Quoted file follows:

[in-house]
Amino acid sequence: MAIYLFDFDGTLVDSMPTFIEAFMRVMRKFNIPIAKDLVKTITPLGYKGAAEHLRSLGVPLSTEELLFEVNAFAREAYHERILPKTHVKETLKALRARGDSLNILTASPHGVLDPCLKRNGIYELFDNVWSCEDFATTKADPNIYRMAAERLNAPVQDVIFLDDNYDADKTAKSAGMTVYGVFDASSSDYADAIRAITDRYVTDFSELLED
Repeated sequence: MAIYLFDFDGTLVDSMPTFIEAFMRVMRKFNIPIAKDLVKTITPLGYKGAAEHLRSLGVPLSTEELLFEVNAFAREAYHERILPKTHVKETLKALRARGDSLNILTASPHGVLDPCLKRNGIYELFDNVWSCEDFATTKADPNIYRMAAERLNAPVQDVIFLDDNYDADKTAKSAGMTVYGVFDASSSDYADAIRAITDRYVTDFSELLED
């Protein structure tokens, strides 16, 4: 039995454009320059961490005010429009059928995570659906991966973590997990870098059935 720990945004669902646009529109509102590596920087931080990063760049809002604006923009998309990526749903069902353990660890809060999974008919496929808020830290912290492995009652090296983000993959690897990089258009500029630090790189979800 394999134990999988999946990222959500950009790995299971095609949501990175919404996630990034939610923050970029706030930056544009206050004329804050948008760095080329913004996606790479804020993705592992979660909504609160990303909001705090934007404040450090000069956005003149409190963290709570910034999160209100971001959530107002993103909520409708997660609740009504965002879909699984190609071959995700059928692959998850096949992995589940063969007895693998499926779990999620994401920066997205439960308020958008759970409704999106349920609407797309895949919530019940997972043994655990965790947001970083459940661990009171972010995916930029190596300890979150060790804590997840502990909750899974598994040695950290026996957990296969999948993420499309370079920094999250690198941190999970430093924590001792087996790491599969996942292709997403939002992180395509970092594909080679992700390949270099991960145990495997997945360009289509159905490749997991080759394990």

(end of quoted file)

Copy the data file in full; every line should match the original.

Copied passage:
[in-house]
Amino acid sequence: MAIYLFDFDGTLVDSMPTFIEAFMRVMRKFNIPIAKDLVKTITPLGYKGAAEHLRSLGVPLSTEELLFEVNAFAREAYHERILPKTHVKETLKALRARGDSLNILTASPHGVLDPCLKRNGIYELFDNVWSCEDFATTKADPNIYRMAAERLNAPVQDVIFLDDNYDADKTAKSAGMTVYGVFDASSSDYADAIRAITDRYVTDFSELLED
Repeated sequence: MAIYLFDFDGTLVDSMPTFIEAFMRVMRKFNIPIAKDLVKTITPLGYKGAAEHLRSLGVPLSTEELLFEVNAFAREAYHERILPKTHVKETLKALRARGDSLNILTASPHGVLDPCLKRNGIYELFDNVWSCEDFATTKADPNIYRMAAERLNAPVQDVIFLDDNYDADKTAKSAGMTVYGVFDASSSDYADAIRAITDRYVTDFSELLED
């Protein structure tokens, strides 16, 4: 039995454009320059961490005010429009059928995570659906991966973590997990870098059935 720990945004669902646009529109509102590596920087931080990063760049809002604006923009998309990526749903069902353990660890809060999974008919496929808020830290912290492995009652090296983000993959690897990089258009500029630090790189979800 394999134990999988999946990222959500950009790995299971095609949501990175919404996630990034939610923050970029706030930056544009206050004329804050948008760095080329913004996606790479804020993705592992979660909504609160990303909001705090934007404040450090000069956005003149409190963290709570910034999160209100971001959530107002993103909520409708997660609740009504965002879909699984190609071959995700059928692959998850096949992995589940063969007895693998499926779990999620994401920066997205439960308020958008759970409704999106349920609407797309895949919530019940997972043994655990965790947001970083459940661990009171972010995916930029190596300890979150060790804590997840502990909750899974598994040695950290026996957990296969999948993420499309370079920094999250690198941190999970430093924590001792087996790491599969996942292709997403939002992180395509970092594909080679992700390949270099991960145990495997997945360009289509159905490749997991080759394990």